Monday, April 26, 2010

Getting Away With Murder

CPJ’s 2010 Impunity Index spotlights countries
where journalists are slain and killers go free



New York, April 20, 2010—Deadly, unpunished violence against the press has soared in the Philippines and Somalia, the Committee to Protect Journalists has found in its newly updated Impunity Index, a list of countries where journalists are killed regularly and governments fail to solve the crimes. Impunity in journalist murders also rose significantly in Russia and Mexico, two countries with long records of entrenched, anti-press violence.
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Methodology
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But Brazil and Colombia, historically two of the world’s deadliest nations for the press, each made marked improvement in curbing deadly violence against journalists and bringing killers to justice, CPJ found. Recent convictions in Brazil, in fact, moved the country off the index entirely.

“We’ve heard repeated pledges from governments that the killers of journalists will face justice, but until these promises are fulfilled, media will continue to be targeted by those who believe they are above the law and immune from consequences,” said Joel Simon, CPJ’s executive director. “One country, Brazil, made its way off this list of shame by investigating and prosecuting the perpetrators in these crimes.”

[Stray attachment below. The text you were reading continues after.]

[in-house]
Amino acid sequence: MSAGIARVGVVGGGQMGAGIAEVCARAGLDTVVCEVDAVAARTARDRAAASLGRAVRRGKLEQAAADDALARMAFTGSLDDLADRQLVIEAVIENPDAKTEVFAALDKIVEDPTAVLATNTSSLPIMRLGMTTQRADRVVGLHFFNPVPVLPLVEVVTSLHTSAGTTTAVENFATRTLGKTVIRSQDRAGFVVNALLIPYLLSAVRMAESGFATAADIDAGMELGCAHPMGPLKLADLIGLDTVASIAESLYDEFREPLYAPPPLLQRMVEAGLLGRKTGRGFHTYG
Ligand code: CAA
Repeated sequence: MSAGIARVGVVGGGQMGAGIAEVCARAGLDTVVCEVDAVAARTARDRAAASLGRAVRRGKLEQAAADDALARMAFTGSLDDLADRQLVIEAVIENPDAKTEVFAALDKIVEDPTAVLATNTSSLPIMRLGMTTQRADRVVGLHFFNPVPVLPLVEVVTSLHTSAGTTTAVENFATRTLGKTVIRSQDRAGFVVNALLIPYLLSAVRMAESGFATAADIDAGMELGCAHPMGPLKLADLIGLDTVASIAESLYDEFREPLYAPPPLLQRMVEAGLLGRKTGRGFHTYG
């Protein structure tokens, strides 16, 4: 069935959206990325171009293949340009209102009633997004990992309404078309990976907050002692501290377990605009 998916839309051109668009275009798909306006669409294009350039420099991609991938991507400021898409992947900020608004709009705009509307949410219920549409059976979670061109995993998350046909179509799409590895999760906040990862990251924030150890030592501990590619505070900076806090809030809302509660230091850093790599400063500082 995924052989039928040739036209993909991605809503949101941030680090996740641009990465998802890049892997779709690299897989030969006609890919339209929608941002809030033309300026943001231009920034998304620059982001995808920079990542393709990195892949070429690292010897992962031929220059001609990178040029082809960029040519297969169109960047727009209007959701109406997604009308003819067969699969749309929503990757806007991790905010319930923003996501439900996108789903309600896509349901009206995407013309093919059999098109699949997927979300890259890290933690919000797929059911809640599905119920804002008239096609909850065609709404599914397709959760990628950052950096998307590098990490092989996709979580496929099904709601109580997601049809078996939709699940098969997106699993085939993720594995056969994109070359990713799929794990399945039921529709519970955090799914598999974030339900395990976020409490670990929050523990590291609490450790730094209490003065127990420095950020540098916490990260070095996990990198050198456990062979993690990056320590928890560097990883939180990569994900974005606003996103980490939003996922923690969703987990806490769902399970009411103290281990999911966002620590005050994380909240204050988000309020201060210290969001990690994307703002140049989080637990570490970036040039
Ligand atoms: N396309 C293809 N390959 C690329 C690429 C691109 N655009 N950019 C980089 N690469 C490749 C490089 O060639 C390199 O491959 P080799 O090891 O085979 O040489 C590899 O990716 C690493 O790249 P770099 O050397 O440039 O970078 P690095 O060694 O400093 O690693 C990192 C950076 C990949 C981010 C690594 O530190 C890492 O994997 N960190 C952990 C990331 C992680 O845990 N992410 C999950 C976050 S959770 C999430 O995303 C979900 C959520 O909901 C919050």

This is the third year CPJ has published its Impunity Index, which calculates the number of unsolved journalist murders as a percentage of a country’s population. In compiling the index, CPJ examined journalist murders in every nation in the world for the years 2000 through 2009. Cases are considered unsolved when no convictions have been obtained. Only those nations with five or more unsolved cases are included on the index, a threshold reached by 12 countries this year.

Al-Shabaab militants are suspected in the  murders of several Somali journalists. (Reuters/Feisal Omar)
Al-Shabaab militants are suspected in the murders of several Somali journalists. (Reuters/Feisal Omar)

Two countries immersed in conflict top the list. Iraq is at number one with 88 unsolved journalist murders, while Somalia is second, reflecting insurgents’ routine use of violence to control the news media. But many of the remaining countries on the index present themselves as democracies with functioning law enforcement, nations such as India, Russia, the Philippines, and Mexico.

In the Philippines, a record 30 journalists and two media support workers were brutally murdered in an election-related massacre in Maguindanao province in 2009, catapulting the country from sixth to third on the index. The massacre overshadowed gains that Philippine authorities had made, winning convictions in two journalist murders. In Russia, which is ranked eighth on the index, three journalists were slain in 2009, bringing the country’s 10-year total of unsolved murders to 18. Mexico moved up two spots, to ninth, reflecting the ongoing, unchecked violence against crime reporters in that country.

Police recover the remains of the 57 victims  in Maguindanao. More than 30 were media workers. (Reuters/Erik de  Castro)